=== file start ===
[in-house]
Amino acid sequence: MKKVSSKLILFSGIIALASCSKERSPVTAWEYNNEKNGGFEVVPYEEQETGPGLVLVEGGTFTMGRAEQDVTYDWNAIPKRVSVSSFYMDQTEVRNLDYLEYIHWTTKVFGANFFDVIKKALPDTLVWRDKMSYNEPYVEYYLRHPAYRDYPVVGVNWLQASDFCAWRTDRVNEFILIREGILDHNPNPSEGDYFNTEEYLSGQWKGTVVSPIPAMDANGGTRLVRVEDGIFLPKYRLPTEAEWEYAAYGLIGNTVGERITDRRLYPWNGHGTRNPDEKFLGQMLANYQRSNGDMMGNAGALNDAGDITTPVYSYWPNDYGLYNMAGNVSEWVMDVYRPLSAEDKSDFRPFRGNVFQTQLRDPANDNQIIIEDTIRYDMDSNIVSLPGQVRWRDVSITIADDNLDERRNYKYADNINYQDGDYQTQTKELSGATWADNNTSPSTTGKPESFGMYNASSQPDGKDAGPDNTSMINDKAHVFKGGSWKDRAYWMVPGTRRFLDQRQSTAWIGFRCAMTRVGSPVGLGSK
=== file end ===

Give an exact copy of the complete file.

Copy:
[in-house]
Amino acid sequence: MKKVSSKLILFSGIIALASCSKERSPVTAWEYNNEKNGGFEVVPYEEQETGPGLVLVEGGTFTMGRAEQDVTYDWNAIPKRVSVSSFYMDQTEVRNLDYLEYIHWTTKVFGANFFDVIKKALPDTLVWRDKMSYNEPYVEYYLRHPAYRDYPVVGVNWLQASDFCAWRTDRVNEFILIREGILDHNPNPSEGDYFNTEEYLSGQWKGTVVSPIPAMDANGGTRLVRVEDGIFLPKYRLPTEAEWEYAAYGLIGNTVGERITDRRLYPWNGHGTRNPDEKFLGQMLANYQRSNGDMMGNAGALNDAGDITTPVYSYWPNDYGLYNMAGNVSEWVMDVYRPLSAEDKSDFRPFRGNVFQTQLRDPANDNQIIIEDTIRYDMDSNIVSLPGQVRWRDVSITIADDNLDERRNYKYADNINYQDGDYQTQTKELSGATWADNNTSPSTTGKPESFGMYNASSQPDGKDAGPDNTSMINDKAHVFKGGSWKDRAYWMVPGTRRFLDQRQSTAWIGFRCAMTRVGSPVGLGSK